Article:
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The Science Of Orphan Black: The Official Companion by Casey Griffin and Nina Nesseth (book review).

July 21, 2021 | By | Reply More

You know how it is. You enjoy a TV series, so there is a desire to see what books there are on the subject. ‘The Science Of Orphan Black: The Official Companion’ by Casey Griffin and Nina Nesseth seemed like a good place to start.

Here, the authors blend real science with the unauthorised experimentation called the Leden and Castor Projects that led to a series of female and male clones. Having identical genomes doesn’t mean clones can be all alike. Education and upbringing can all have different effects. Oddly, they don’t really examine that difference. It does become obvious that the edge comes from having intelligent parents and certain doctoring of the genes to either sort out any medical problems or even give sterility to restrict offspring. This wasn’t perfect with most of them having a common congenital illness that needed a remedy.

Even with clones, you’re not going to get exact duplicates. A single gene change gave twin clones that became Sarah Manning and Helena and also made them unique in being able to become pregnant. A 0.7% factor out of the 273 viable known surviving clones, the number being a grey area because we don’t know how many Helena assassinated. Only three of the clones would be regarded as scientific geniuses but that is also put down to education.

There is still a matter of Sarah Harding having similar fingerprints to Beth Childs which, as the writers point out, isn’t likely to happen because there are so many environmental factors involved in how they are fashioned. Like lifts/elevators having doors in their ceilings, this is another fall-back position of writers who don’t bother to check the facts and just re-enforce the myth. Conceivably, the city police there is only identifying certain points on the fingerprints and comparing to what is in their database and just got a close enough near miss for a match. Whether that would be true for all the Leden clones was never shown.

It’s interesting looking at the dates of birth for the clone. They might be born in the same year but, other than the twin clones, not on the same day. Then again, I doubt if their birth mothers were inseminated on the same day neither.

Don’t underestimate this book. The writers do know their stuff and you will come away from this book with a great deal of knowledge on genetics and cloning. I do wish there was a bit more information as to why human cloning is banned and the ethics involved to the reader. Yes, I know because it opens up all kinds of experimentation and growing duplicates but ‘Orphan Black’ shows where all this leads, especially to the rights of the Leda clones to have their own lives and not be purely lab rats. The process as we have it is not perfect even for other animals but the ability to clone body organs so you can replace the heart and kidney amongst others would relieve the problems of not enough organ donors.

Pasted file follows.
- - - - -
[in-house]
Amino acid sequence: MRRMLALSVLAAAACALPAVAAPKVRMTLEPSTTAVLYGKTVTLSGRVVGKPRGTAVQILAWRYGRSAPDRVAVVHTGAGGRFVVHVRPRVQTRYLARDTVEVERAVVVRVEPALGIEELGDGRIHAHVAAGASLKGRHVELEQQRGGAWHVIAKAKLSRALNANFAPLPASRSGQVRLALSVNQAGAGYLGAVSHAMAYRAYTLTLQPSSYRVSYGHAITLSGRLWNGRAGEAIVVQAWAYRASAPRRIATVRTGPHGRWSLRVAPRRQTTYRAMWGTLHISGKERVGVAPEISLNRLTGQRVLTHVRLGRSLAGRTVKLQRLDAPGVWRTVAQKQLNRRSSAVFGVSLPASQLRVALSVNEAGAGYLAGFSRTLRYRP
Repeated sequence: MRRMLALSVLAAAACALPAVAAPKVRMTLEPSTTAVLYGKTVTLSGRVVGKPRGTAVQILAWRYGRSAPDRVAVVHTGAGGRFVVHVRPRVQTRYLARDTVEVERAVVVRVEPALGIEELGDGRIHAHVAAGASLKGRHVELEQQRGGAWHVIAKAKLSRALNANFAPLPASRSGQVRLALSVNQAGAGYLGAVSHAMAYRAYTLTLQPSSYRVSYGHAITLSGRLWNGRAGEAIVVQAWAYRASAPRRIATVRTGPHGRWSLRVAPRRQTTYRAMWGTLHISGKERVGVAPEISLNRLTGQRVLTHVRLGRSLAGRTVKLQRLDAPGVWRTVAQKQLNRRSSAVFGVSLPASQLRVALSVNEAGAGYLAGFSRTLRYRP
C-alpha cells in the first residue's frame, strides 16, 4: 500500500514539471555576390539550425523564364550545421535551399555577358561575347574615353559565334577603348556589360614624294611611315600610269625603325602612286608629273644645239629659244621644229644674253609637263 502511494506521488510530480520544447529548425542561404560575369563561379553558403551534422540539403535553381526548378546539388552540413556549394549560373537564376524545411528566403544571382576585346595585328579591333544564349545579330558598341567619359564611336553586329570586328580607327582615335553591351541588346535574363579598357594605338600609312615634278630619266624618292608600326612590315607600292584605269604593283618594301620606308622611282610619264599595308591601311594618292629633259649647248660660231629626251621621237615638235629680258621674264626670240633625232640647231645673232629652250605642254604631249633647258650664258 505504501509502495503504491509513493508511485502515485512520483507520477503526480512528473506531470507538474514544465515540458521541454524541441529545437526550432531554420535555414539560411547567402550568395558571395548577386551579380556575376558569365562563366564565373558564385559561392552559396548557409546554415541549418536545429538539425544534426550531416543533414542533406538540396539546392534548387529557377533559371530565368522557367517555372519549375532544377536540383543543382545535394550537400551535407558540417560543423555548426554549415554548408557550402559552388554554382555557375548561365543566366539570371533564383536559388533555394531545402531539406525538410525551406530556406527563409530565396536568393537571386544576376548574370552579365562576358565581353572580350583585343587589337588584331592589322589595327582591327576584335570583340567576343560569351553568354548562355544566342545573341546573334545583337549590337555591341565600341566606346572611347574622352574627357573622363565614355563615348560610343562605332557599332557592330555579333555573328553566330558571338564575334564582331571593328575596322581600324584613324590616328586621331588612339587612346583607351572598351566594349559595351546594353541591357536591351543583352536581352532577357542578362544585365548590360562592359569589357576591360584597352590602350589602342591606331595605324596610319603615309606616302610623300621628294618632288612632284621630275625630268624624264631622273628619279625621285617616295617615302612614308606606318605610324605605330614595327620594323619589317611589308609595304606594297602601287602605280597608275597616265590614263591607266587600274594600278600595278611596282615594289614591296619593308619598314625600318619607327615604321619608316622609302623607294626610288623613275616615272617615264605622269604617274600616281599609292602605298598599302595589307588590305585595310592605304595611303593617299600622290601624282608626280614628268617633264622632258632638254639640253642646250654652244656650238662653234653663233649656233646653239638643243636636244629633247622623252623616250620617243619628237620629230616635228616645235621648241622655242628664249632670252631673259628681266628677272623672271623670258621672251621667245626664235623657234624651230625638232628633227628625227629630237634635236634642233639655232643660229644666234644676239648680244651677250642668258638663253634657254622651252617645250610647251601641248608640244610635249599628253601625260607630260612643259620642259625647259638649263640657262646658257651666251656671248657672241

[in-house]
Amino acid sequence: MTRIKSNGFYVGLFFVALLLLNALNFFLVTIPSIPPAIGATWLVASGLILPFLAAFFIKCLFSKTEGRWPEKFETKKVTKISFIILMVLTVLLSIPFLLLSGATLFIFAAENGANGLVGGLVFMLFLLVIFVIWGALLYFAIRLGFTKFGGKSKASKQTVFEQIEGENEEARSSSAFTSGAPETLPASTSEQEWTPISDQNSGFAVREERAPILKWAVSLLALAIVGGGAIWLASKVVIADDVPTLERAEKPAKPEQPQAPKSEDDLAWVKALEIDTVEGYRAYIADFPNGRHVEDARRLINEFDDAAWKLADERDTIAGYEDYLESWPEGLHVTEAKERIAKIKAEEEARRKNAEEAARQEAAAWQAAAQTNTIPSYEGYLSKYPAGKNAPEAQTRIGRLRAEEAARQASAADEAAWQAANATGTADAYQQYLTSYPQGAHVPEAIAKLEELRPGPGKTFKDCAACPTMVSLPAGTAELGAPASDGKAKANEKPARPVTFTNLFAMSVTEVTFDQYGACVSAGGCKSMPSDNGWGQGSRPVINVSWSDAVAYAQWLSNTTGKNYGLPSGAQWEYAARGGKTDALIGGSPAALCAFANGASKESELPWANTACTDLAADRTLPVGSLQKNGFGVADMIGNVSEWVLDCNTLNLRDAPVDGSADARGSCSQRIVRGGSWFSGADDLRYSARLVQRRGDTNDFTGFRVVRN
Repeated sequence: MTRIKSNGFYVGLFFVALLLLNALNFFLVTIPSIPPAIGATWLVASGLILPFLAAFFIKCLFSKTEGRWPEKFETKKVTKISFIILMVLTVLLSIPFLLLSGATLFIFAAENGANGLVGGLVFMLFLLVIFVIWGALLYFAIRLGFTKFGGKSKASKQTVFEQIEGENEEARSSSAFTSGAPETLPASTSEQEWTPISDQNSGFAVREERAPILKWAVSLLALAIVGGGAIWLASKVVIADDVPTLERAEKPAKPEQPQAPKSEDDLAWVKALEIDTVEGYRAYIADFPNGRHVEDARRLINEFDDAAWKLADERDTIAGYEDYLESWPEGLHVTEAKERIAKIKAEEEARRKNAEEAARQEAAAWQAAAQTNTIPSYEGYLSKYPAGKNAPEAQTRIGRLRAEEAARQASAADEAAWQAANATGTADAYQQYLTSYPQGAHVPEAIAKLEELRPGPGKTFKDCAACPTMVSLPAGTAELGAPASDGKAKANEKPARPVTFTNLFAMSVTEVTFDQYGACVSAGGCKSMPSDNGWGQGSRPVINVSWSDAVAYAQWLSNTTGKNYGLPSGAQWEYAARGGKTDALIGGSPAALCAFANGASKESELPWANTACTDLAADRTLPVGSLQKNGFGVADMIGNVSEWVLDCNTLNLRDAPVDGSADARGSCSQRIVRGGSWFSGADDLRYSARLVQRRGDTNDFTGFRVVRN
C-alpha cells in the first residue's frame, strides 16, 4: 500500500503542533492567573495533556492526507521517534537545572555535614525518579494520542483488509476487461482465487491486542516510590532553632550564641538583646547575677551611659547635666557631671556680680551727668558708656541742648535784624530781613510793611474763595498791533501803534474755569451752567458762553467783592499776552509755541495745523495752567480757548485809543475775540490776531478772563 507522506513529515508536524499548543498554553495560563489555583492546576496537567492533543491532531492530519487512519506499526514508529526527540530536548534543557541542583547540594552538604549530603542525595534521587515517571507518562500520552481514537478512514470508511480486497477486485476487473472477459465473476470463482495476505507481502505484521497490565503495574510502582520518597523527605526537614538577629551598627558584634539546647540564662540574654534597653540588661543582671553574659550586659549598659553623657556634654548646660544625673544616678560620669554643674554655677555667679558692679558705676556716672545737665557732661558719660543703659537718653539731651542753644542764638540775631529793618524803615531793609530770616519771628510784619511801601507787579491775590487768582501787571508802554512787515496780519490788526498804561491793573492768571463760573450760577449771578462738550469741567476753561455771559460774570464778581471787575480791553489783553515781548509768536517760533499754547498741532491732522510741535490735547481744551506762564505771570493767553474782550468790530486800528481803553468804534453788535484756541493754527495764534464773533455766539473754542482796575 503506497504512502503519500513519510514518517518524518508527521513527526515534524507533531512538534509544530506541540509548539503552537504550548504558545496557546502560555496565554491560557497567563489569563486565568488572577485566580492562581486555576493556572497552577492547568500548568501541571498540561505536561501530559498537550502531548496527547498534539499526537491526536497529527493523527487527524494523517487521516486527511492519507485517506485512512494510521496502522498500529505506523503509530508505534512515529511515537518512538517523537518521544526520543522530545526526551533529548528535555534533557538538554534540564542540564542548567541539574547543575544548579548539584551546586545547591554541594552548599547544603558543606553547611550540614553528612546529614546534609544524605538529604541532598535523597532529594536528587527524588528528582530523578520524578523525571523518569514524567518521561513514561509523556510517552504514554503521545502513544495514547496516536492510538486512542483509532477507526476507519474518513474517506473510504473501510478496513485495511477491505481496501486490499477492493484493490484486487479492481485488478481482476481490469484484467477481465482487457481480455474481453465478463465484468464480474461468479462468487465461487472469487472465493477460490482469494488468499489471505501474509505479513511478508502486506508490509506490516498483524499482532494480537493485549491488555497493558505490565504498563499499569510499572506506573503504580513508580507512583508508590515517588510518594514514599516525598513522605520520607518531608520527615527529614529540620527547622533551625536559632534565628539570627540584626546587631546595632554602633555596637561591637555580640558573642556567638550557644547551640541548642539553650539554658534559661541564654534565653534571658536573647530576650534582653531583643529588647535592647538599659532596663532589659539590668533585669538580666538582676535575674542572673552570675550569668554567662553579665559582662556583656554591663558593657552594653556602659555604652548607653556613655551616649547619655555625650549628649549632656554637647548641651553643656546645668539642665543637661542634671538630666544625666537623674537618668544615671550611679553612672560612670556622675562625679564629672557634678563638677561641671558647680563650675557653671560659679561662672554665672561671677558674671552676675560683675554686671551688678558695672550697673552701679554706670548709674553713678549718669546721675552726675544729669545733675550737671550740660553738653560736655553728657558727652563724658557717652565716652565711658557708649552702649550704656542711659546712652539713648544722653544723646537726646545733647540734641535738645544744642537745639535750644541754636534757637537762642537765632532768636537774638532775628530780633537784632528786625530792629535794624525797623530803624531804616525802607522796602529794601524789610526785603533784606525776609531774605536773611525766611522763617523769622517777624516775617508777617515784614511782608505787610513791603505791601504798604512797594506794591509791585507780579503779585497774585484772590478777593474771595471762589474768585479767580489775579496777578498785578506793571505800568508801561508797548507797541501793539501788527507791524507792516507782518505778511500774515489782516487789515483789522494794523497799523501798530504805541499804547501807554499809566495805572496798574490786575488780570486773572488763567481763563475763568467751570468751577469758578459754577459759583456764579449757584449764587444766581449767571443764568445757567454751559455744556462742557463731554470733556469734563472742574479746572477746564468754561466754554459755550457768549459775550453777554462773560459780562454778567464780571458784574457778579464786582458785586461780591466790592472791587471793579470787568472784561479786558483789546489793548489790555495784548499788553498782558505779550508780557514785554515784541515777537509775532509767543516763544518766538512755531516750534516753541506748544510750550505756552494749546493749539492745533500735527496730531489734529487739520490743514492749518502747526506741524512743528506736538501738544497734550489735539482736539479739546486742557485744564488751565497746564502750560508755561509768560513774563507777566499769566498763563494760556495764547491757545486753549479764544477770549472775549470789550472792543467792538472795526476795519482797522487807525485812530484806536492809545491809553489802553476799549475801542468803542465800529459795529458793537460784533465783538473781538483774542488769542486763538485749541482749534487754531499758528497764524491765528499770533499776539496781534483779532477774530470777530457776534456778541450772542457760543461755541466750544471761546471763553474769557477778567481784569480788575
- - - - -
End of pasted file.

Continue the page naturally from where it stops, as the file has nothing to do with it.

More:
It’s an unusual thing for an American show to have a mostly accurate use of science. This book gives the actual details of what is carried out, the series showing it in practice has at least done the right kind of research. Even with Science Fiction, you have to work out from the real science before going to advances.

I did have a ponder on the brain damage Rachel got from the pencil through the eye into the brain. As is pointed out with the rest of the clones, despite the genetic illness, they are rather robust and given time to heal can get some functionability back. The bionic eye is rather advanced and I do have to wonder on its power source, unless its telemetric with power directed in. When you consider it was also being used as a camera to P.T. Westmorland, one would have to assume that was the power option and could keep track of her.

The link to the TV series is more to act as a drama of the ‘real’ events. Oddly, the episodes have titles although these are not displayed on the screen, although its noted where the quotes come from.

This is a riveting book that does what its title explaining the science. ‘Orphan Black’ certainly sets the mark for SF when it comes to cloning and all its problems and certainly why it shouldn’t be done in the real world. Here, we have enough complications just to produce a single clone and not the number that was created here. Don’t forget to get a copy.

GF Willmetts

July 2021

(pub: Temple Street/ECW Press, 2017. 301 page illustrated small enlarged paperback. Price: I pulled my copy for £ (UK). ISBN: 978-1-77041-380-1)

check out website: www.ecwpress.com

Category: Books, Science, Scifi, TV

About the Author ()

Geoff Willmetts has been editor at SFCrowsnest for some 21 plus years now, showing a versatility and knowledge in not only Science Fiction, but also the sciences and arts, all of which has been displayed here through editorials, reviews, articles and stories. With the latter, he has been running a short story series under the title of ‘Psi-Kicks’ If you want to contribute to SFCrowsnest, read the guidelines and show him what you can do. If it isn’t usable, he spends as much time telling you what the problems is as he would with material he accepts. This is largely how he got called an Uncle, as in Dutch Uncle. He’s not actually Dutch but hails from the west country in the UK.

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